doctors. If one needs to verify they can contact Phil Whelan and have
him refer to the interview in 2006. Hope this helps .Regina has been
Oh, if it's been on the radio it must be true (sarcasm off)
HSC Organizers spearhead effort to bring health books to China
From left: Samir Ziend, from Huntington Memorial Hospital, joins USC organizers Peter Ko and Nelson Gilman
In an effort orchestrated by
Peter Ko, assistant professor of clinical surgery, more than 2,000
pounds of books, journals and instructional materials have been sent to
health sciences libraries throughout China.
hmmm.the USC site doesn't name him as a physician, so is he the optomtirist mentioned above? Or has he left (notice that article dates to 1998. Maybe he moved on or retired).
Overseas, there is plan to organize a group of
academic centers with demonstrated excellence to jointly design and carry out
clinical trials. Such multicenter collaboration in telemedicine investigation
would promote efficient use of resources and establish credibility. An effort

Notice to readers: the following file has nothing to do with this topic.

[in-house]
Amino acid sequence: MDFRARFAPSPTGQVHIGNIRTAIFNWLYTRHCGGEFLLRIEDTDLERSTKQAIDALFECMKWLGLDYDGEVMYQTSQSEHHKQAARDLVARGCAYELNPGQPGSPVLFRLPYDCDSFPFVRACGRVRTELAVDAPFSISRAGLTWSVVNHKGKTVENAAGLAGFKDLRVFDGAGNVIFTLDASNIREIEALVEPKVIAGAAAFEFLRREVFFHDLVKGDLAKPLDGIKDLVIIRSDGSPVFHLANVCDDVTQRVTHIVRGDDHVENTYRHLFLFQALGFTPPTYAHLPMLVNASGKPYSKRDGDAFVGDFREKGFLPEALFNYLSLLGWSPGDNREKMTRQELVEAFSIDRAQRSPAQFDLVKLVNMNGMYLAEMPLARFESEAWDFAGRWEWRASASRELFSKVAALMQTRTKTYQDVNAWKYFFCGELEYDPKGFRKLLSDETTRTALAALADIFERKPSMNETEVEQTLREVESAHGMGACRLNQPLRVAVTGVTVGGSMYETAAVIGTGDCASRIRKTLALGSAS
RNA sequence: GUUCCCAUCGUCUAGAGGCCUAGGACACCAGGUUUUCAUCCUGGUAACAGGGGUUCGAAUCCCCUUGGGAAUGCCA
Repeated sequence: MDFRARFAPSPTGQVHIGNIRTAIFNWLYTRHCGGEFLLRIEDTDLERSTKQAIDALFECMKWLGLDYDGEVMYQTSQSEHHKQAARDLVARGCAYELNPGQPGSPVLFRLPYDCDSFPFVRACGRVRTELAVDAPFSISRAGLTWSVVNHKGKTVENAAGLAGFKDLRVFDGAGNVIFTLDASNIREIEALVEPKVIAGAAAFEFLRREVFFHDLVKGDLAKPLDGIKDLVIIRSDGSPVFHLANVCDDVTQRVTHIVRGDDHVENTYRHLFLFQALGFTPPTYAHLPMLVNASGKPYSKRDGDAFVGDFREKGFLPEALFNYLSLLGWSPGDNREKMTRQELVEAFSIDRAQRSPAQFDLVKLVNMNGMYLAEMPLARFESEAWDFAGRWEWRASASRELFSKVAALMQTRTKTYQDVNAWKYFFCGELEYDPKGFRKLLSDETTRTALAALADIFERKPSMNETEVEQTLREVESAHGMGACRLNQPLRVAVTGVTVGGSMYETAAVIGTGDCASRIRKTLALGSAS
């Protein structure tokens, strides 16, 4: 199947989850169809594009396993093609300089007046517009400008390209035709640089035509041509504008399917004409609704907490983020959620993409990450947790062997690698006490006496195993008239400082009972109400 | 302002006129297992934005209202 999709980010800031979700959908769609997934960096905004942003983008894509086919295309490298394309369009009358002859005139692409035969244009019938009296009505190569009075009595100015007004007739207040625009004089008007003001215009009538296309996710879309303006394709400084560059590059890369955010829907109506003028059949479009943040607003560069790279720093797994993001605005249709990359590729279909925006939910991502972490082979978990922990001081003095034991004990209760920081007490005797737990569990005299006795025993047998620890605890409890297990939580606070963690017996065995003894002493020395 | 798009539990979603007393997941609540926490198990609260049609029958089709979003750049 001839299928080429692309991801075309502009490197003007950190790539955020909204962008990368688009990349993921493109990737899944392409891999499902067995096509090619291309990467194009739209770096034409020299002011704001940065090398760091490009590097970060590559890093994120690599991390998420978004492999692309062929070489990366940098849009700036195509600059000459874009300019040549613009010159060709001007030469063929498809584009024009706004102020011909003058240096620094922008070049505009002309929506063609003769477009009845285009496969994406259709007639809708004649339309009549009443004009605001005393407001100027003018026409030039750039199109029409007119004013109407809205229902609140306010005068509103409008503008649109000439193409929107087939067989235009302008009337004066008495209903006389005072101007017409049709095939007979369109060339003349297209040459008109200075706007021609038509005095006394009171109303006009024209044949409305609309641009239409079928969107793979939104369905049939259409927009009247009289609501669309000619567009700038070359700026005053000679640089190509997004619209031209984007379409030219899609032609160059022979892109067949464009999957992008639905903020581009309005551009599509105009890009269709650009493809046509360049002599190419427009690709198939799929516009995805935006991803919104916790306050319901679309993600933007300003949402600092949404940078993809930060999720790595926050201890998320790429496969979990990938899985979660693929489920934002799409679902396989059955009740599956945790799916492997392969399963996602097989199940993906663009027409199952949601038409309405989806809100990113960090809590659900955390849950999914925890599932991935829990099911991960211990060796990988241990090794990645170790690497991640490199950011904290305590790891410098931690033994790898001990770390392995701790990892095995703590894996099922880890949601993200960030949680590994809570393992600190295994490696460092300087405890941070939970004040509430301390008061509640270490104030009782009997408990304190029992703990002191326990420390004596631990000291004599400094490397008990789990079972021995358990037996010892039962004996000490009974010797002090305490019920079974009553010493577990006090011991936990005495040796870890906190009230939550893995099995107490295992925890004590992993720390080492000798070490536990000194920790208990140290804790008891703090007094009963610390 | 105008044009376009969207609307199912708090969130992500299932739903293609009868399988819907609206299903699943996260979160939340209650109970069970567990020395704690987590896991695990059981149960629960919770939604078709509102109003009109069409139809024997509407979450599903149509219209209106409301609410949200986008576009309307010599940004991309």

along this line is a monthly case conference series with the University of
Southern California School of Medicine, to study the efficacy of
teleconsultation over great distances, due to begin at the end of 1998
(Professor Clarke B. Hazlett email@example.com / Professor Frederick W.
Thus far, the pace of progress in telemedicine in Hong
Kong has been rapid, and could not have been accomplished without shared vision
and uniform dedication among forward-thinking individuals.
Peter Ko, MD, FACX Assistant Clinical
Professor Research Associate in Telemedicine U of Southern California
School of Medicine Advanced Biotelecommunications and Bioinformatics
Center Los Angeles, CA Visiting Fellow Chinese U of Hong Kong
(CUHK) Faculty of Medicine Center for Telemedicine Hong Kong
Special Administrative Region, China